A survey of the British Hospitality Association's (BHA) National Restaurants Group, whose members together operate 1,200 units nationwide, has confirmed that banks' attitudes to current and prospective lending have hardened in the past 12 months.
With cash so hard to come by, wise operators are doing all they can to raise margins, do business efficiently and guard against squandering their liquid assets. This month's instalment of our Best for Business series, starting on page 22, details the steps our six featured businesses are taking in order to trade through the recession. Each case study offers real, practical advice on managing costs and debt-free reinvestment in your product.
At Isle of Wight pub the Taverners, owners Roger Serjent and Lisa Choi are being careful to self-fund refurbishments, rather than finding themselves in hock to a lender. And, having identified a gap in the market, they are considering rolling out a home-cooked food service for self-catering holiday-makers on the island.
Dom Wood, proprietor of the Bristol bar WildWood, is similarly reluctant to take an overdraft, preferring to monitor carefully his cash flow and transactions and offer an appealing, yet low-cost, menu. Wood is also accessing precious publicity by harnessing free online marketing resources such as Twitter.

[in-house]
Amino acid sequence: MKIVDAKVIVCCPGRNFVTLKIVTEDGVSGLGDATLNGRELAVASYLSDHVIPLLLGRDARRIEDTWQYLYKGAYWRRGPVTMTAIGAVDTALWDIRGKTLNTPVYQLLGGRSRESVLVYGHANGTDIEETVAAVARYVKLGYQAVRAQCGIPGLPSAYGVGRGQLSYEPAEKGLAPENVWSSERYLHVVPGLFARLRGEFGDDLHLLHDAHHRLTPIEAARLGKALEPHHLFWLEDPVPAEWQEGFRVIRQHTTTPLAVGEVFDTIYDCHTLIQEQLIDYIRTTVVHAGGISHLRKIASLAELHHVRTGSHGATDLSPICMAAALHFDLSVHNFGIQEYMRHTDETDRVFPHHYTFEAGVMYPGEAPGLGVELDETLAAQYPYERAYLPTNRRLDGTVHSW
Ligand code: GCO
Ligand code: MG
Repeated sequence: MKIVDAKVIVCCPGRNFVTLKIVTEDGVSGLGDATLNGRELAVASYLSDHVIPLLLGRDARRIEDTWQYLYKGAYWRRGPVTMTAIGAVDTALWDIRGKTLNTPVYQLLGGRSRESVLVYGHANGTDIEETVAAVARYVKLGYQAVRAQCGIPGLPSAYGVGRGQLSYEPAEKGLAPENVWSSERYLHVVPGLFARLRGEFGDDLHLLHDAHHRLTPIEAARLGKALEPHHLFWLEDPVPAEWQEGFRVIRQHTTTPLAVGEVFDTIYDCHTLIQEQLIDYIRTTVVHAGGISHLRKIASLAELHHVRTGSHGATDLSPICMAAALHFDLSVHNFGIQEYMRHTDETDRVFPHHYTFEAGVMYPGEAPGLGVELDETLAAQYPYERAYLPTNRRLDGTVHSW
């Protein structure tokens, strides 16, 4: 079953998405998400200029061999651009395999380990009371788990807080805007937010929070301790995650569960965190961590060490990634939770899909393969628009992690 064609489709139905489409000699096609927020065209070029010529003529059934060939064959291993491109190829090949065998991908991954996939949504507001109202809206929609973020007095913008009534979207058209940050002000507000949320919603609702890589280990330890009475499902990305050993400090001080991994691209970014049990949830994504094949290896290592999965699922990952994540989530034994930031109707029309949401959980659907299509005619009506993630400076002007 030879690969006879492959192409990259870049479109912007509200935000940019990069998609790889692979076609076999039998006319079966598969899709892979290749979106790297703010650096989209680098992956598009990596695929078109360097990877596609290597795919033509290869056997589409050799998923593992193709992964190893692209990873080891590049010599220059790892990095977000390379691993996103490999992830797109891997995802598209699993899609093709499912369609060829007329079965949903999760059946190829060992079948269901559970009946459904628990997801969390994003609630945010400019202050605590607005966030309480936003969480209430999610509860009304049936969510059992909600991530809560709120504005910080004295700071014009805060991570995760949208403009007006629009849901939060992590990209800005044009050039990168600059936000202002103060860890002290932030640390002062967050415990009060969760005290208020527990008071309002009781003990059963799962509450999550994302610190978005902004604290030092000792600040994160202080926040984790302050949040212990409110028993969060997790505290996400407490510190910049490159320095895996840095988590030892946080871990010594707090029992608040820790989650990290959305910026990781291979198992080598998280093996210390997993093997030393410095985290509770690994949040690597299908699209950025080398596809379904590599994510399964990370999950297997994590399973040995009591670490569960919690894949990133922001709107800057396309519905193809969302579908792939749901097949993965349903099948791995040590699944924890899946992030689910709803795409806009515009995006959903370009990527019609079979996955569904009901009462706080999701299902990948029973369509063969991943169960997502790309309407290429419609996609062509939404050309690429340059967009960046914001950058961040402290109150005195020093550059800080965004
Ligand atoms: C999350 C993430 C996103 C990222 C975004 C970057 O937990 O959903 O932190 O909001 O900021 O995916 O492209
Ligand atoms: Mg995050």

Meanwhile, the mantra at the Tudor Farmhouse in Gloucestershire is, "if we don't earn it, we don't spend it", meaning that planned improvements to the hotel will be funded purely by profit. And owners Hari and Colin Fell are acting on advice from business mentor Robin Hutson on controlling food costs and improving average room rates and drinks margins.
The BHA's research listed availability of finance and reduction in consumer spending as the top two inhibitors to future growth. Our Best for Business series is proving that resourcefulness, assiduous cost management and a little help from sponsors and mentors can help operators weather the ongoing economic storm.
By Mark Lewis